Pilou Asbæk, from Game of Thrones fame, has been cast as the villain Cyrus, who is trying to bring down the city's power grid to inflict a new era of darkness. Cyrus is basically obsessed to become an improved version of the fallen villain Nemesis, which is all his motivation! He has a twisted sense of morality, believing that chaos will free humanity, although his endgame ain’t really clear. Asbæk does the best he can with what he is given, coming off as a real psychopath.

Dascha Polanco as Sam’s mother Tiffany is the moral compass of the movie. Tiffany is a single mother, trying to make ends meet as well as raising Sam with morals and values. I did like Polancos take on the character, as she is believable as a concerned, yet tough mother, trying to protect her son from bad influences.

Picture-wise, the colour palette used is intriguing, adding desaturated colours and blue tints, that compliment the atmosphere this movie was going for. As far as the fight scenes go; while there are hints of a more savage action lurking underneath, the quick cuts plus missing blood make sure of turning this into an unfortunate tame film, clashing with the tone and setting. However, the camera work is generally alright.

The costume design underlines the atmosphere of Granite City. A lot of the characters are wearing rundown jeans, jackets or hoodies. The effects, on the other hand, are a mixed bag; while some look impressive, it is the horrible de-ageing, as well as the fake-looking warehouse fire at the end, which leaves a sour tasting note.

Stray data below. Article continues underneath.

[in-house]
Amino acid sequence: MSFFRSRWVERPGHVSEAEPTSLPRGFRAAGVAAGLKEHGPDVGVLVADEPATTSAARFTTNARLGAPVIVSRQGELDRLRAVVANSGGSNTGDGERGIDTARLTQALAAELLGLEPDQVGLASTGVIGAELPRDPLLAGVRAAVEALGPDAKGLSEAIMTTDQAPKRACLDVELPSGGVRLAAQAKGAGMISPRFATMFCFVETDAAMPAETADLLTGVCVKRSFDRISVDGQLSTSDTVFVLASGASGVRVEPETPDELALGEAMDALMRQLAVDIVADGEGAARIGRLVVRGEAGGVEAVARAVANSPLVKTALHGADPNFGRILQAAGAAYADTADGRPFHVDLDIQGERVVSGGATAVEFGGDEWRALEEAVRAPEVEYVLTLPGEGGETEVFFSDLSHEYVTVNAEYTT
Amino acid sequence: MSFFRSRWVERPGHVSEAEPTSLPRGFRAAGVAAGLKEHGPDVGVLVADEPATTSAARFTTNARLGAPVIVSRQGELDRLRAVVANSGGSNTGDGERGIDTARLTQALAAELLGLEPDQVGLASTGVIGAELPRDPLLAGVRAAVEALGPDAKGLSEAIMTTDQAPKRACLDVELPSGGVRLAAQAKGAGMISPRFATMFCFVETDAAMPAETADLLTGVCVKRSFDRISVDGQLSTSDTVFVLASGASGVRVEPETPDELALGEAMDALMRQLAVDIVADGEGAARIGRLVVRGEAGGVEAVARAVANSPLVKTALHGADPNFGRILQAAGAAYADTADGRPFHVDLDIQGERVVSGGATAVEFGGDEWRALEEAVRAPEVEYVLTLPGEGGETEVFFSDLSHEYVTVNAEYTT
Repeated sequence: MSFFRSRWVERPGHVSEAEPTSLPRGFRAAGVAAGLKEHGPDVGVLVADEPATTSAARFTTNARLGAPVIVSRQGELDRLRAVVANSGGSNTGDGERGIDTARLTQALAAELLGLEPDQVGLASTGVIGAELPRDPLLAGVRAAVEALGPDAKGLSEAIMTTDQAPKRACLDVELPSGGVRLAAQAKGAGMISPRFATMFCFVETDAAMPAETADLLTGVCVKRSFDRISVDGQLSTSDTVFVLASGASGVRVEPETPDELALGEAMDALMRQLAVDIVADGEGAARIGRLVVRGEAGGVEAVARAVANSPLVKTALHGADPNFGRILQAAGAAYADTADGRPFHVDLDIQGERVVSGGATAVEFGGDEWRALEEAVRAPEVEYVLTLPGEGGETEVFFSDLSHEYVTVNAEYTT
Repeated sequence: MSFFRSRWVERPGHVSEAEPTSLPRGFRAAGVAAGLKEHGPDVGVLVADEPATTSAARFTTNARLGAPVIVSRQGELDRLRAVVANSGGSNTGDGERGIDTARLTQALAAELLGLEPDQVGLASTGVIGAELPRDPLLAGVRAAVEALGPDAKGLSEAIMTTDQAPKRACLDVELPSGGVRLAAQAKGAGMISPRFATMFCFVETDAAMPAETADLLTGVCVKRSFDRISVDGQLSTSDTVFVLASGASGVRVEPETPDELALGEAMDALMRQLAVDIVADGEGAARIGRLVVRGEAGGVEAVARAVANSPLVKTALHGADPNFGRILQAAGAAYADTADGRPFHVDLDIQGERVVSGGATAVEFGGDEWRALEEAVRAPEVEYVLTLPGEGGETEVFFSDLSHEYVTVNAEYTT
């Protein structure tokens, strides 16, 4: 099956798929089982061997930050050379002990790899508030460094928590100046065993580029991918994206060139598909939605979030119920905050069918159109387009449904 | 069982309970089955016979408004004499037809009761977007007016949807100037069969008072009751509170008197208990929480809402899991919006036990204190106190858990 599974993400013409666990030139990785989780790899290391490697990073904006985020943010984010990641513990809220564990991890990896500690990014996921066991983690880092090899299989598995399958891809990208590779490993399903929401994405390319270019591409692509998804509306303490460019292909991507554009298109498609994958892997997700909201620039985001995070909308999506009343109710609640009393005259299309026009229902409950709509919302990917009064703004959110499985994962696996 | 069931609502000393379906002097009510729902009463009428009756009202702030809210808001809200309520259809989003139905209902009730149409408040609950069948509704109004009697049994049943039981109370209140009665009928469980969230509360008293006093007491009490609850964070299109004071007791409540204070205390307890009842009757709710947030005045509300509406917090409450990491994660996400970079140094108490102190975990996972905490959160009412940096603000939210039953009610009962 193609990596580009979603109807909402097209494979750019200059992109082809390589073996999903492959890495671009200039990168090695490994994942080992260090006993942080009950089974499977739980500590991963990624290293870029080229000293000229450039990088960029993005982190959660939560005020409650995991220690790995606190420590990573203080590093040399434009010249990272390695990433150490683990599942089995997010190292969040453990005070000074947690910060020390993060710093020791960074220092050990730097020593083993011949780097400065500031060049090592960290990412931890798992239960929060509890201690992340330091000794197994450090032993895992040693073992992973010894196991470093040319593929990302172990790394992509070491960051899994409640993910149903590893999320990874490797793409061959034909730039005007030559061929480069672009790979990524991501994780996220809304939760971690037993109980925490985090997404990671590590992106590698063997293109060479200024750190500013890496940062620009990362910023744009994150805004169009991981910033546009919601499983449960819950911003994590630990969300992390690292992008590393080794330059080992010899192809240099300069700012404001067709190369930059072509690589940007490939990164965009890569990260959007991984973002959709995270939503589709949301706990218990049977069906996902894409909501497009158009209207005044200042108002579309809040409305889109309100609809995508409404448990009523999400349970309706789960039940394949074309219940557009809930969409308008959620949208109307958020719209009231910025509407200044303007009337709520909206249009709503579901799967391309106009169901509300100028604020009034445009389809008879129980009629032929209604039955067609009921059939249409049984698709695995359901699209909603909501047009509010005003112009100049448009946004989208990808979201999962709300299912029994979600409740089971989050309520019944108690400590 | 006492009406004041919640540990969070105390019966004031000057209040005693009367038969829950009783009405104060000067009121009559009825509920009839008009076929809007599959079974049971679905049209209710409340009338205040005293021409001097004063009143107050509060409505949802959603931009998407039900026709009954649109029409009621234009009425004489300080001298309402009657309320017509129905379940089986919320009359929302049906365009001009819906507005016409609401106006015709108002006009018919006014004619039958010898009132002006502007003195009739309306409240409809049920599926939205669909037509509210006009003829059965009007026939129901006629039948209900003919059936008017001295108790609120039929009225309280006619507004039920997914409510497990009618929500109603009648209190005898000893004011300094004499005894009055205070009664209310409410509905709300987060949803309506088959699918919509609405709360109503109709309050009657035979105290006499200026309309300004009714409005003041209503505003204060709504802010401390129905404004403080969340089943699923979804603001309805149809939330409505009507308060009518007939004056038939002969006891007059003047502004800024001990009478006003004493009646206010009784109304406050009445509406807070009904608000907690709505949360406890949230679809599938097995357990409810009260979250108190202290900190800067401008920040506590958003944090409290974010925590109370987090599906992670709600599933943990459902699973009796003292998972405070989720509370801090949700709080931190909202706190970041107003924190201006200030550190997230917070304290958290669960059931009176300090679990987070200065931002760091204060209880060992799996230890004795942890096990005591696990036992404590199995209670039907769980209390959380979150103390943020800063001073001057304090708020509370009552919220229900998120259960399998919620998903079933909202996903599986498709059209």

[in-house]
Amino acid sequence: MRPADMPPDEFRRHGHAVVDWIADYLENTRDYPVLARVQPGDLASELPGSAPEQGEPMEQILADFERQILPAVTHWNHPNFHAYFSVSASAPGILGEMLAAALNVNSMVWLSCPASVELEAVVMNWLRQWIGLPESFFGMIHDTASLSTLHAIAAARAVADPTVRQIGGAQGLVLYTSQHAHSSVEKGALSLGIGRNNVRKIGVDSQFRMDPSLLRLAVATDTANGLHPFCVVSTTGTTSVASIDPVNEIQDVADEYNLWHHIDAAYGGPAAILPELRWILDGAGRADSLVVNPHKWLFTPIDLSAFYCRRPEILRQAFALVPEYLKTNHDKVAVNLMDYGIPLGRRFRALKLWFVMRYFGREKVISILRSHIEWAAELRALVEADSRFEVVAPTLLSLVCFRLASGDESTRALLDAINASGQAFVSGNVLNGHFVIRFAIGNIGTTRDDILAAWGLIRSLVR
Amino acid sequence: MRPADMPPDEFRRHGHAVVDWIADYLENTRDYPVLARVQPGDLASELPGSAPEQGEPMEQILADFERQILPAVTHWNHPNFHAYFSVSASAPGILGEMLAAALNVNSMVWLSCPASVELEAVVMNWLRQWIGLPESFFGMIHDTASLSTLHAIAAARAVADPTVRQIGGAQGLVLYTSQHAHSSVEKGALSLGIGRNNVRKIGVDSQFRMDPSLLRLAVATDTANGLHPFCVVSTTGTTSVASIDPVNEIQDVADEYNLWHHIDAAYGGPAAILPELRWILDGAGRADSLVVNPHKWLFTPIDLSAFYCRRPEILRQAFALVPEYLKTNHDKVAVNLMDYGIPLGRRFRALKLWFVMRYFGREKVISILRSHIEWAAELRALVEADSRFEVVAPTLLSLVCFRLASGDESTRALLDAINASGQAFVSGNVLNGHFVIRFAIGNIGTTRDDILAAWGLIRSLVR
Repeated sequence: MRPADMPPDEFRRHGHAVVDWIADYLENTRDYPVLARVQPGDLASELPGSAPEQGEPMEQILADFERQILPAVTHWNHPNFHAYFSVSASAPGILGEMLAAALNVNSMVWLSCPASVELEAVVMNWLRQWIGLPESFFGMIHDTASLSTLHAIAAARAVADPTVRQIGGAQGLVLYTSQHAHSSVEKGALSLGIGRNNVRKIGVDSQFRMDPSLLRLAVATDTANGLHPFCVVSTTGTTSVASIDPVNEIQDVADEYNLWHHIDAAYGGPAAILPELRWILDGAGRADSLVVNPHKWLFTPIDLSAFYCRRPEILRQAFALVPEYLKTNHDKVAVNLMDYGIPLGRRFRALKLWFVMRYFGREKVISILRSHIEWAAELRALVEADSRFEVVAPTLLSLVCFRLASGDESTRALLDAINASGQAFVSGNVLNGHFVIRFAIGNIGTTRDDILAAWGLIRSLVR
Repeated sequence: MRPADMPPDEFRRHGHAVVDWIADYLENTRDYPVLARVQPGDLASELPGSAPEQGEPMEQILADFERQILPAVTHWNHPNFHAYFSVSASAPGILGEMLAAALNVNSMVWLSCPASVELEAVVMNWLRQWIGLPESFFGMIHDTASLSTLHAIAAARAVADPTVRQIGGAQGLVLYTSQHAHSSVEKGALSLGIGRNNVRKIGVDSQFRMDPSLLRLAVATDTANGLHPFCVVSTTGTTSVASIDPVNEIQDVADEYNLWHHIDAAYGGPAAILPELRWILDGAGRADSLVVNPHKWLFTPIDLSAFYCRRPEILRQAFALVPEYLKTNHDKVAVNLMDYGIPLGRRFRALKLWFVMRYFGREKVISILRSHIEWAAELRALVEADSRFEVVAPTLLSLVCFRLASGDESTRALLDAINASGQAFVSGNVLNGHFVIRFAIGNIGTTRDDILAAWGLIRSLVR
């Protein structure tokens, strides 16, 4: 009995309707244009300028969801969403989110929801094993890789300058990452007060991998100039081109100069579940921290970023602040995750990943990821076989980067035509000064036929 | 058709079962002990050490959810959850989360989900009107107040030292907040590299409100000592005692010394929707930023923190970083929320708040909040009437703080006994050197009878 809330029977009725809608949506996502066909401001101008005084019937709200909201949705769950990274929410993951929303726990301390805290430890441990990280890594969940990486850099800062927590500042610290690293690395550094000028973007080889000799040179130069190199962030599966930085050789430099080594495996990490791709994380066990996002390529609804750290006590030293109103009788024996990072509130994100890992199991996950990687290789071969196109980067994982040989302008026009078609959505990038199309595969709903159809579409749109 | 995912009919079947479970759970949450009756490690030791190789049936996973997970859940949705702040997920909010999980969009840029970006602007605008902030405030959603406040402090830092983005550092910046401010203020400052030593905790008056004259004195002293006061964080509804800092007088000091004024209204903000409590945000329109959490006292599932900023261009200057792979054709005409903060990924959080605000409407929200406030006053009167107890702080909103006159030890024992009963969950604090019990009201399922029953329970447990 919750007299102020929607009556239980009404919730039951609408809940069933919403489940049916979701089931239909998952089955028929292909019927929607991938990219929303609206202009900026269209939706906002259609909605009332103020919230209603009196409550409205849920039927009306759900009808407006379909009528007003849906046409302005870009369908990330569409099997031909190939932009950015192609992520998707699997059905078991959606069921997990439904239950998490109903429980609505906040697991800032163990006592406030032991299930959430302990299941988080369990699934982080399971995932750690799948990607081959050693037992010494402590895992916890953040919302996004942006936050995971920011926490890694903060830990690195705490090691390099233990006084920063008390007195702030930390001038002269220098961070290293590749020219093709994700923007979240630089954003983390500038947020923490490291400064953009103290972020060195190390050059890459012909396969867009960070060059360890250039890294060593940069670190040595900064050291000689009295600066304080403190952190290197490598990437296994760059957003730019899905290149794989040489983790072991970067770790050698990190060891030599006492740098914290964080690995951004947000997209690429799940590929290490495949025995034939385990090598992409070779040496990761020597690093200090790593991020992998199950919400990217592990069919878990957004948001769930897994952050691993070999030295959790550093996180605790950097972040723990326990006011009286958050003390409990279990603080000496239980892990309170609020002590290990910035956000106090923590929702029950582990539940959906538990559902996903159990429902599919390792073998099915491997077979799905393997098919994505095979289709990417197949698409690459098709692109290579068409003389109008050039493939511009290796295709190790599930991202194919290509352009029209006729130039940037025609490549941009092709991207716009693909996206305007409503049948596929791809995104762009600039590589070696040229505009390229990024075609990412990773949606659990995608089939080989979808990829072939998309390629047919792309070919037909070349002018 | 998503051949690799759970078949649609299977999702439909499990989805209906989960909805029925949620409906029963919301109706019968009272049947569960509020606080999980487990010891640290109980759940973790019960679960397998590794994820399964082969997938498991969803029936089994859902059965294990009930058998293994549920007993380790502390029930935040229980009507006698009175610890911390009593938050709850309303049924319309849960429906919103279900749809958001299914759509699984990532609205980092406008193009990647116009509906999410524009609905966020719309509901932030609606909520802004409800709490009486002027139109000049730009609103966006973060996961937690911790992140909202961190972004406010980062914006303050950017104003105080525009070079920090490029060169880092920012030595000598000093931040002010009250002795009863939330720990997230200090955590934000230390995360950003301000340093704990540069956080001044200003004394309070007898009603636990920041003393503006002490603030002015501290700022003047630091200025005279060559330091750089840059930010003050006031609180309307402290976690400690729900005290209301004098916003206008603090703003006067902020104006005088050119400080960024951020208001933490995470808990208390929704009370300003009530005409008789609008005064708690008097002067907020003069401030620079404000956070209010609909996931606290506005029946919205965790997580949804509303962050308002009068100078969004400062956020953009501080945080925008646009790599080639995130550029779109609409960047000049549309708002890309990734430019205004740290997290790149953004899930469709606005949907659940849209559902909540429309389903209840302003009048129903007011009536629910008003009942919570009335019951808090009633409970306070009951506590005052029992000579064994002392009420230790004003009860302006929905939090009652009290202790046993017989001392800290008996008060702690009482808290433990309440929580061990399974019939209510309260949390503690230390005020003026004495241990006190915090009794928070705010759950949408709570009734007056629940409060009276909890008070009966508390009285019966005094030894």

Verdict: Honestly, after all the pushbacks and gossip about shelving this flick, I expected much worse. Especially since the trailers did not convince me! So I was surprised when the story hooked me at the beginning. It loses significant steam around the middle mark, focusing too much on conversations between Joe and Sam that could have been taken from any fortune cookie, as well as losing track in the action department. The blockbuster itself would have benefited from an R-rating, as much of the fighting sequences needed to be dialled down, causing some grave continuity errors. Sylvester Stallone does a good job as the embittered former superhuman, while Javon Walton plays well off Sly, but overacts too much, especially during scenes in which he should have been scared. Overall, an average superhero flick, just worth a 5.0 out of 10.

Did you manage to see Samaritan yet? What are your thoughts on Sylvester Stallone’s take on an ageing superhero? Thank you as always for your support!